Can we turn more scientific discoveries into practical health benefits for everyone?

A framework for mental health research was released by the Department of Health on 7th December 2017. It sets out a vision for how, over the next 10 years, we can progress understanding of prevention, care and treatment through investment in mental health research. We have been on the steering group for this project, and thus know first-hand how complicated this piece of work has been from beginning to end. We send a huge thank you to Department of Health staff for getting the framework launched. It should help us all in our work make a difference. Because that is the point isn’t it. We want research activities to improve understanding and lead to practical changes benefitting people’s lives.

From our point of view, an important consideration was ensuring methodological work was progressed in mental health, and particularly what we call peer research. We want more research teams to integrate the expertise of people who have direct experience of mental health issues in studies using structures that can facilitate meaningful contributions. We see expertise from experience as an essential ingredient in a successful research team alongside clinicians and academics including the statistician, trial manager, qualitative research expert. The framework’s nine recommendations are summarised below.  Terms such as co-production, user-led research, patient and public involvement all have their own history with values and principles at their core. These are incorporated into the framework for people to digest and progress.

  1. Mental health research should take a ‘life course approach’
  2. Patient and Public Involvement (PPI) should be strengthened and developed
  3. Connections between physical and mental health research should be strengthened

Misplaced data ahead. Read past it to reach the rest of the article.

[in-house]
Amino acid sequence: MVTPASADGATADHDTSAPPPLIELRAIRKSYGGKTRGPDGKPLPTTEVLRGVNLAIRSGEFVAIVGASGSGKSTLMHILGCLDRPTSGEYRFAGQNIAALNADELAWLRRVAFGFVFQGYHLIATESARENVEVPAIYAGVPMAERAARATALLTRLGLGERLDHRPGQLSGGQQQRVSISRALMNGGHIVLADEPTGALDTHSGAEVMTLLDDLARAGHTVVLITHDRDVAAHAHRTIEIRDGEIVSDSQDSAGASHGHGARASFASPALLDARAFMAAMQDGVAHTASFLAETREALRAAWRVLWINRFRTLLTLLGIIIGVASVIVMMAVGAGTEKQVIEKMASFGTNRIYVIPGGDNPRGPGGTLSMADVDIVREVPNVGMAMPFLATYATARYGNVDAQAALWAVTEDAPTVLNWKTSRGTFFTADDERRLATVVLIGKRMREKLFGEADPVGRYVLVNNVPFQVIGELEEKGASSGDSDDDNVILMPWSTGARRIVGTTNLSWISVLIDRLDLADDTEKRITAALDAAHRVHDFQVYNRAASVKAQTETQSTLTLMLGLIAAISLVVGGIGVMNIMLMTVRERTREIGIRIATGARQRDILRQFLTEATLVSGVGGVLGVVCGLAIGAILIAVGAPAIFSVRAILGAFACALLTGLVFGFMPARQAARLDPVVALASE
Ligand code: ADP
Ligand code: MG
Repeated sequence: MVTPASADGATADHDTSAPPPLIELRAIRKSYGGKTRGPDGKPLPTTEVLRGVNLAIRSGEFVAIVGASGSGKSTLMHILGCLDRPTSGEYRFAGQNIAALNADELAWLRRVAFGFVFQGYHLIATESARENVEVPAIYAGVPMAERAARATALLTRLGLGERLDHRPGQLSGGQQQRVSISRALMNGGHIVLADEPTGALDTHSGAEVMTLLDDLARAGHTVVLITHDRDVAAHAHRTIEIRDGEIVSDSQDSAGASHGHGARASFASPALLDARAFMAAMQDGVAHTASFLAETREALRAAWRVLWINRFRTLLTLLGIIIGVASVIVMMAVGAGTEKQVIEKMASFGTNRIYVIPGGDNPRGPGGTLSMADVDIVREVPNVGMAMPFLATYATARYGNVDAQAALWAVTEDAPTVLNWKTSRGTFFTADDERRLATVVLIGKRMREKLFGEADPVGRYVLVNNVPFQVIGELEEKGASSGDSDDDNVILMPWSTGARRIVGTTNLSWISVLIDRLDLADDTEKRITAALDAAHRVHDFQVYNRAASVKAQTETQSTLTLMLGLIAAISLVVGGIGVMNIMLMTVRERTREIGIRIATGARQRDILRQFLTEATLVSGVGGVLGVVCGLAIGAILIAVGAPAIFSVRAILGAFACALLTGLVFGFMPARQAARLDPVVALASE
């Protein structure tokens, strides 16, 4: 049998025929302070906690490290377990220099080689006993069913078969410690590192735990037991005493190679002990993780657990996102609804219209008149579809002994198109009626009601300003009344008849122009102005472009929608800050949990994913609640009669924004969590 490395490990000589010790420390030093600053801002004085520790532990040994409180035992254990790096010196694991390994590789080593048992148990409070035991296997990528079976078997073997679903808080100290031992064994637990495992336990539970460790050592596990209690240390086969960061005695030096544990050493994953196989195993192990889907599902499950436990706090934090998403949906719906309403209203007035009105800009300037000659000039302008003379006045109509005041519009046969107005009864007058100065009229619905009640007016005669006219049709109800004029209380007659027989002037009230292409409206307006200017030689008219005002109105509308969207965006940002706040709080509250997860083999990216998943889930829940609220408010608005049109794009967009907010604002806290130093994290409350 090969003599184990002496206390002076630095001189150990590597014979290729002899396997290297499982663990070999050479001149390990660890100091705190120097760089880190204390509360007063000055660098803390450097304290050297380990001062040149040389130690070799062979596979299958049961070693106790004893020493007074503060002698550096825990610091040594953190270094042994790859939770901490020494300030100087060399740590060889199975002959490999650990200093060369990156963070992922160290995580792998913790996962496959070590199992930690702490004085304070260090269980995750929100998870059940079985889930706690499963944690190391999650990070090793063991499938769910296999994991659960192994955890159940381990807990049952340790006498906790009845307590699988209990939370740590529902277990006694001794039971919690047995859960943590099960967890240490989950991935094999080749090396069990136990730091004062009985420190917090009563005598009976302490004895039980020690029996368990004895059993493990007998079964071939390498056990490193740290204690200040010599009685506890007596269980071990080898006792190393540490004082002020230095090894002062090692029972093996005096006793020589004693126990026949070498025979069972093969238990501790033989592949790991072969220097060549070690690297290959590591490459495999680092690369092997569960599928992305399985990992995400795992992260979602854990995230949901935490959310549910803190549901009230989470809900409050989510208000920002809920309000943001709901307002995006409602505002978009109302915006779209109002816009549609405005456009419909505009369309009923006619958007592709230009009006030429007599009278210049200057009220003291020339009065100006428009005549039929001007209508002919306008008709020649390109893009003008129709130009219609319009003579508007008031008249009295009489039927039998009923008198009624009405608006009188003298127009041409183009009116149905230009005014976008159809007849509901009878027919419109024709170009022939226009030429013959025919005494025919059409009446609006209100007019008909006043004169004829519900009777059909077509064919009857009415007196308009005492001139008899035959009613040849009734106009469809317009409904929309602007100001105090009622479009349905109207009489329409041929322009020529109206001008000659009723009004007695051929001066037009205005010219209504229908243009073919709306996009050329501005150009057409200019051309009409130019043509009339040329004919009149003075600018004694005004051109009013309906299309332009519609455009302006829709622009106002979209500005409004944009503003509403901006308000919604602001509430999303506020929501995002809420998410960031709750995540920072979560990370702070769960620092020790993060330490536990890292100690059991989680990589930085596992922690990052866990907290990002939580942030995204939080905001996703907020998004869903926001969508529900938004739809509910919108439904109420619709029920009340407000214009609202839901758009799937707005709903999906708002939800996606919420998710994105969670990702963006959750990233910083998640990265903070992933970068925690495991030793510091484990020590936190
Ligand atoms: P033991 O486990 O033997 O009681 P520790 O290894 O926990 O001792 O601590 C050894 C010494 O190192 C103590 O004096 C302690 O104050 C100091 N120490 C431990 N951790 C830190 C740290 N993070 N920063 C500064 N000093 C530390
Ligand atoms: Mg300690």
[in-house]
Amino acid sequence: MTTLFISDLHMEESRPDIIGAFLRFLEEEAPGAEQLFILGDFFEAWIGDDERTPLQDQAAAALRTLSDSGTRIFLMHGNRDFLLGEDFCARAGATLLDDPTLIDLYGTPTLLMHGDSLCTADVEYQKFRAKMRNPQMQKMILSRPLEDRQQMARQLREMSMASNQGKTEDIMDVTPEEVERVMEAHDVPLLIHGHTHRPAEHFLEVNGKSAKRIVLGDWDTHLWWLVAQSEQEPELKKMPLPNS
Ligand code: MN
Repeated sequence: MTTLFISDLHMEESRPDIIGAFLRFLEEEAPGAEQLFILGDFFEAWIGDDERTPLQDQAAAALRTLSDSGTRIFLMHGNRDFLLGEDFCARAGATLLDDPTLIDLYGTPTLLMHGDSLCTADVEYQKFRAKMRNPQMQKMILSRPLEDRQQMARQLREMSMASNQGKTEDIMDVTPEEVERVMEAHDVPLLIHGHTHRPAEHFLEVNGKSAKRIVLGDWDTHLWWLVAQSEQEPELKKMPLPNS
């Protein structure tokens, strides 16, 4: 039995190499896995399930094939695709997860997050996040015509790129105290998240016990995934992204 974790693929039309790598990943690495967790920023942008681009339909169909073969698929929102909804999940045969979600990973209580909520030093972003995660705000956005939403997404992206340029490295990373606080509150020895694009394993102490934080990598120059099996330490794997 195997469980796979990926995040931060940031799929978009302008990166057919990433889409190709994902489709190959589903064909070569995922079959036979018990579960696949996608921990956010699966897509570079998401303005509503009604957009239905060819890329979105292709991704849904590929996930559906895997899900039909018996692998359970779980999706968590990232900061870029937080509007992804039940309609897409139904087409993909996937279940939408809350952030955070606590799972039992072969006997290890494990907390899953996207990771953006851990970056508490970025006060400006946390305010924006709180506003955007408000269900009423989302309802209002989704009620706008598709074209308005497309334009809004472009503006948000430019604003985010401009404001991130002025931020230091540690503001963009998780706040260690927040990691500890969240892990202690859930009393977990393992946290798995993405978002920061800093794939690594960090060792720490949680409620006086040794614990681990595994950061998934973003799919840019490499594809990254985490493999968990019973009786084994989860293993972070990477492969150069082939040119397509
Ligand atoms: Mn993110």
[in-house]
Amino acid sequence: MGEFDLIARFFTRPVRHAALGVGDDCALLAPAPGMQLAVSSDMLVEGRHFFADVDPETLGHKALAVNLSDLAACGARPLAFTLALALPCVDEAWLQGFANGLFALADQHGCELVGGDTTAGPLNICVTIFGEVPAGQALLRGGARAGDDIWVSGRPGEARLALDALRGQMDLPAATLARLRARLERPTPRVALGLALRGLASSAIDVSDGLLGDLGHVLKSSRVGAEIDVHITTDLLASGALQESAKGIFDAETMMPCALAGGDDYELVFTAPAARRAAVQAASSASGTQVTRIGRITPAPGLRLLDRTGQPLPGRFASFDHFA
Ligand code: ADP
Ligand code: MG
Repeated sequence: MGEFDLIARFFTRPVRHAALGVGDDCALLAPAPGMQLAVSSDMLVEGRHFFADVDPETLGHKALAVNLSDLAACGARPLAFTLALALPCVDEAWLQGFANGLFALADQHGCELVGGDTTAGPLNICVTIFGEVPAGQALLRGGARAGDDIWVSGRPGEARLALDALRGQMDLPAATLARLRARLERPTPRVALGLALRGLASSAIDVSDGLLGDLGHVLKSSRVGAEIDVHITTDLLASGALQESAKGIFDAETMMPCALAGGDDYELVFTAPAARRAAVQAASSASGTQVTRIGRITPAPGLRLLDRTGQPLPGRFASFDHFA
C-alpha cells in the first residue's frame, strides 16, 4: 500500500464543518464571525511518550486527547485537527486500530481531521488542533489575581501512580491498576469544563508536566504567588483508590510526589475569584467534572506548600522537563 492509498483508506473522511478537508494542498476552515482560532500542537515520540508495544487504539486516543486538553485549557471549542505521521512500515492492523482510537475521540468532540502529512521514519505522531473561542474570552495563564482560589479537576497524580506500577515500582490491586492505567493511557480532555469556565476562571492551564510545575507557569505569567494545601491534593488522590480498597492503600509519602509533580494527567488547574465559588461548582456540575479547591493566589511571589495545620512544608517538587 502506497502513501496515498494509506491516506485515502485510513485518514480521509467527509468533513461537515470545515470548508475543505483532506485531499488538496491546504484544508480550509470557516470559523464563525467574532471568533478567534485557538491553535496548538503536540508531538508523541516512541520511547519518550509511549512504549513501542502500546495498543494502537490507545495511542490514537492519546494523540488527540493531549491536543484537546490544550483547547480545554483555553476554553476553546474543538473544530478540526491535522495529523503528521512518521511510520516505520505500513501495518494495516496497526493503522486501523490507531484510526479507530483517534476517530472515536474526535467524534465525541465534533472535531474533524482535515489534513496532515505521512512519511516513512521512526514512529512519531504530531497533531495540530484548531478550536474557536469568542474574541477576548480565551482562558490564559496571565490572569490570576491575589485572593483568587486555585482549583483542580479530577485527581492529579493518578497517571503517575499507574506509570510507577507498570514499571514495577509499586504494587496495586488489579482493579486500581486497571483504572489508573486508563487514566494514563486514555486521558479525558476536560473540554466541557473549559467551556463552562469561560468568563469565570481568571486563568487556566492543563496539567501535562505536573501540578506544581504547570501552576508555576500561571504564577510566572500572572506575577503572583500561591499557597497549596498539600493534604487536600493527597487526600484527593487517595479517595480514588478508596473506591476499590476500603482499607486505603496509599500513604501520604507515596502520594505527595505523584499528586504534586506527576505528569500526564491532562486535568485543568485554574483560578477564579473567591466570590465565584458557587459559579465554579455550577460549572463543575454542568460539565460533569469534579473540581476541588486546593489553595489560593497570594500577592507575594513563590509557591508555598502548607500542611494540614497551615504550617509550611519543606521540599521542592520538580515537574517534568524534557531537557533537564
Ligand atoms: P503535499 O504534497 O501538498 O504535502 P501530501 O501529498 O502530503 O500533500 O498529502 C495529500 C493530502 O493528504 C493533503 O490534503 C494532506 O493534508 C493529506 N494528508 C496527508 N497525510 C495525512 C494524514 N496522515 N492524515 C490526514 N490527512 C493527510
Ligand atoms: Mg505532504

4. Greater co-ordination and leadership of mental health research activity is needed
  5. Better use of data / informatics, digital technologies and linkage of national data sets
  6. Flexible funding arrangements
  7. Promote development and evaluation of new and alternative approaches to prevent mental health problems or support people with them.
  8. Engage with industry (digital, engineering, design technology and pharmaceutical)
  9. Streamline research regulation, ethics, and governance

We have highlighted one recommendation which includes the importance of building a diverse research community. This is vital for PPI but also all other aspects of mental health research. It speaks to the importance of co-ordination and leadership within and beyond the traditional mental health sector. Something the research councils are already tackling in a current call for proposals for the establishment of cross research disciplinary networks to strengthen the UK mental health base and build research capacity.  Linked to diversification in research – leadership, topics studied, people working on them – we are keen to see more inclusive approaches in mental health studies and a commitment to capacity building. We have ideas of our own at McPin and plan to launch a new programme next year supporting the development of the mental health research sector.

Although there were no resources specifically identified in the framework, this week the National Institute of Health Research promoted eight specific calls for mental health research studies.  Deadlines are all in the first 6 months of 2018 which will keep a lot of people very busy in the months ahead. The research call emphasises:

“Promotion of good mental health and the prevention or treatment of mental ill health across the whole life course. We welcome proposals for clinical and applied health research that evaluate healthcare interventions, health services, social care or public health measures operating at either the individual, or the population level. Issues of particular interest include proposals that utilise new digital health technologies or investigate their effects”.

There are some significant challenges ahead for mental health research. The framework is a call to action for the whole community to step up and accelerate scientific progress. At McPin we want to focus on those pieces of research that matter most to people with mental health problems and their families.  Do tell us what your priorities are for us in 2018. We’d love to hear from you.